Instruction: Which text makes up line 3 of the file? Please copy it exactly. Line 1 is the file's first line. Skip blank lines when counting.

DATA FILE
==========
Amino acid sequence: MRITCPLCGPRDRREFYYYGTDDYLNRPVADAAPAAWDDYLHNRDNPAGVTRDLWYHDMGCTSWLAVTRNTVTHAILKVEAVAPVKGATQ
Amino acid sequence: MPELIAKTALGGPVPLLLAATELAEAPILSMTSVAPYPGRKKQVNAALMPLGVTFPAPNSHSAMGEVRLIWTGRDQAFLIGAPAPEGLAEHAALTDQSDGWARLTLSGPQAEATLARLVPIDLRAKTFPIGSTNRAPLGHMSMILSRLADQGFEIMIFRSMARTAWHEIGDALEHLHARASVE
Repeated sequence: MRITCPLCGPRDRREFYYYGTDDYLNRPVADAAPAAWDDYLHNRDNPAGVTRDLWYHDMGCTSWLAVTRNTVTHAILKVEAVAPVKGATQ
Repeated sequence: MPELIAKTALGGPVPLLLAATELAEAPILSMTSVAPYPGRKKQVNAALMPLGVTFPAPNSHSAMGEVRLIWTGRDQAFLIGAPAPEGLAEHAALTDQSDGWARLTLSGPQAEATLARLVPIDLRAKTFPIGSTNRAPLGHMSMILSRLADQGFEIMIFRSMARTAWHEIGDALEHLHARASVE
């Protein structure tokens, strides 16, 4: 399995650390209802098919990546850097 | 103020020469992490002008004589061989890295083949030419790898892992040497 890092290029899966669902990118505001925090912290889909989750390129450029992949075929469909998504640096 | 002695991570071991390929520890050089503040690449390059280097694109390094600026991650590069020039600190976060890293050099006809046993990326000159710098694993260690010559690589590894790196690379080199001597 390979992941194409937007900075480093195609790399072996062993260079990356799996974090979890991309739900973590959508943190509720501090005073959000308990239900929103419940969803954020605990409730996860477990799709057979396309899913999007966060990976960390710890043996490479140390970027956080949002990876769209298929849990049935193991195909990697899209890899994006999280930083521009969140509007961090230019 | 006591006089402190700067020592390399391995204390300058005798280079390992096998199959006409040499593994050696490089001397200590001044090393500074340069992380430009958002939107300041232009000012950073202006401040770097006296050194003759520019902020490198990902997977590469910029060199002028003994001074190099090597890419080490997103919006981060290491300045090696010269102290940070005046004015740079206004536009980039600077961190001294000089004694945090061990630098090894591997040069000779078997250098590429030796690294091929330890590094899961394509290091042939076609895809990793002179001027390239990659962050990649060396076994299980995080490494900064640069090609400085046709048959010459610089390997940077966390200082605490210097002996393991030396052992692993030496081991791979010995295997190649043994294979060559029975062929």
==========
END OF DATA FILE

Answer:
Repeated sequence: MRITCPLCGPRDRREFYYYGTDDYLNRPVADAAPAAWDDYLHNRDNPAGVTRDLWYHDMGCTSWLAVTRNTVTHAILKVEAVAPVKGATQ